I had the pleasure of talking to Enter Shikari’s frontman Rou Reynolds about the band’s new album ‘The Spark’, their upcoming UK tour and their beginnings in Hertfordshire…
First of all, what inspired the title of your new album ‘The Spark’?
Rou: I try to make album titles which are very literal in what I hope the album will be for people who listen to it. ‘The Spark’ is trying to be a piece of work which will ignite some feeling of positivity or hope. I want it to spark something. A lot of the songs are about coming through adversity, seeing the light and making connections.
What song from ‘The Spark’ are you most looking forward to playing live?
Rou: We’ve only practiced a few of the songs so far, ready for a release show this weekend. But I’d say ‘Rabble Rouser’ is going to sound absolutely ridiculous live, I can’t wait to play that! In terms of energy, that’s the one I’m looking forward to the most. But there’s another song on the record called ‘Take My Country Back’ which is really upbeat and quite serious. On the flip side of that, there’s ‘Airfield’ which is a much slower, piano-led track.
When your new single ‘Live Outside’ first came out, I read a few comments on Twitter and people seem to think that it appeals more to the ‘mainstream’ market and given what you’ve said about simplifying the songwriting, does that help to reach new audiences?
Rou: Sometimes it’s actually quite hard to figure out what a ‘mainstream’ audience is going to like! When we’ve had our most success at stations such as Radio 1, it’s been with songs that we totally did not expect to do so well. One of our songs, ‘The Paddington Frisk’, is basically 2 minutes of shouting and noise but somehow it got onto the A-List at Radio 1 and it was being played every day! ‘Live Outside’ seems to have got the attention of people who wouldn’t normally listen to Enter Shikari, which can only be a good thing. We’re just trying to connect with as many people as we can, so as long as that’s happening, I’m happy.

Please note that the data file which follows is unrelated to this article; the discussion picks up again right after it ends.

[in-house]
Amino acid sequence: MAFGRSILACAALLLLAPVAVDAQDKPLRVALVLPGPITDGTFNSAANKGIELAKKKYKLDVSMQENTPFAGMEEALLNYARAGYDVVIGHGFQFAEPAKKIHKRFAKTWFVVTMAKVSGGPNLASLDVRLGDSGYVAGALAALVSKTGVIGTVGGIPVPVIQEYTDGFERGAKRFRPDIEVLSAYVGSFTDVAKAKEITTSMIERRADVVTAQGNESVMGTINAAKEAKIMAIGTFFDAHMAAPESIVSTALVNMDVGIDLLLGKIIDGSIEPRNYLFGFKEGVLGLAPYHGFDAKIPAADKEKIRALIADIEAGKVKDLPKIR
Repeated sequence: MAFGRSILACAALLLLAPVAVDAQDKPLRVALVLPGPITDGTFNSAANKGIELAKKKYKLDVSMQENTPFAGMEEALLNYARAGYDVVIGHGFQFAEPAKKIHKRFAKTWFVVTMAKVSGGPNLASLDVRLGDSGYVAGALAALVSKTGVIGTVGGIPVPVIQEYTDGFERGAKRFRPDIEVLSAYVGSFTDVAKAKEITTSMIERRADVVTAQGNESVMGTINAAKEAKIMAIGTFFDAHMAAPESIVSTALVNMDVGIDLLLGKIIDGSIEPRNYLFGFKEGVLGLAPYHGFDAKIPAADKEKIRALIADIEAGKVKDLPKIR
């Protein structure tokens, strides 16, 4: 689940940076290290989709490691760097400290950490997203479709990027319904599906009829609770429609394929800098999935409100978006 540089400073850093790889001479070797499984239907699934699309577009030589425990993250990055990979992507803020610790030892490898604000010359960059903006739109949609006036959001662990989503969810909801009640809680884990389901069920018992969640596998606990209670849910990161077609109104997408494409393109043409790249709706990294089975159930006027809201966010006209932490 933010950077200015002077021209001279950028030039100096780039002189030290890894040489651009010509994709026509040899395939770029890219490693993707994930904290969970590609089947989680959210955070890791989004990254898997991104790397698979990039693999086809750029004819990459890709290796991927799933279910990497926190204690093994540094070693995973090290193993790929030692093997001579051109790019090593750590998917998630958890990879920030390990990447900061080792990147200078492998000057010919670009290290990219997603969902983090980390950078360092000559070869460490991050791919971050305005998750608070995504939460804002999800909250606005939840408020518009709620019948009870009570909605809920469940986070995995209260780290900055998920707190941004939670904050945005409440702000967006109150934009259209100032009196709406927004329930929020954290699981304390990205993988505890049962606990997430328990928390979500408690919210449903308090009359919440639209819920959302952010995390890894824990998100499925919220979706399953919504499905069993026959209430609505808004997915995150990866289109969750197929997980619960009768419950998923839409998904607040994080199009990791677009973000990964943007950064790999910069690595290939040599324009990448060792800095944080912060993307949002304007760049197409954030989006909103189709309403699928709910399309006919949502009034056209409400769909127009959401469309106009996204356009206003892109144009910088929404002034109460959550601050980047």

‘Live Outside’ gives me a feeling of ‘united frustration’ with everything that’s going on in the world at the moment, but I know that your songs mean different things to different people. Can you sum up the meaning of the song from your point of view?
Rou: Frustration is definitely the key feeling of that song… and escapism, wanting to get away from everything. I wrote it during an intense period in my personal life, going through loss and mental health problems. But at the same time, it was a tumultuous period for politics, so it kind of sums up this feeling of being overwhelmed. So whether it’s getting outside of your head because of all the negative things going on up there, or trying to run away from global political issues.
You’ve got a big UK tour coming up in November, what can fans expect from this tour?
Rou: We’re going to be playing a lot of songs from the new album ‘The Spark’, but we will definitely be playing some older stuff as well. It should be quite a varied setlist, we’re working on it at the moment. They’ll be a few songs from every era of the band and it’s going to be in surround sound, which we used on the last tour. We learnt so much from that on the last tour, about the technical aspects of sound, so it should sound even better this time.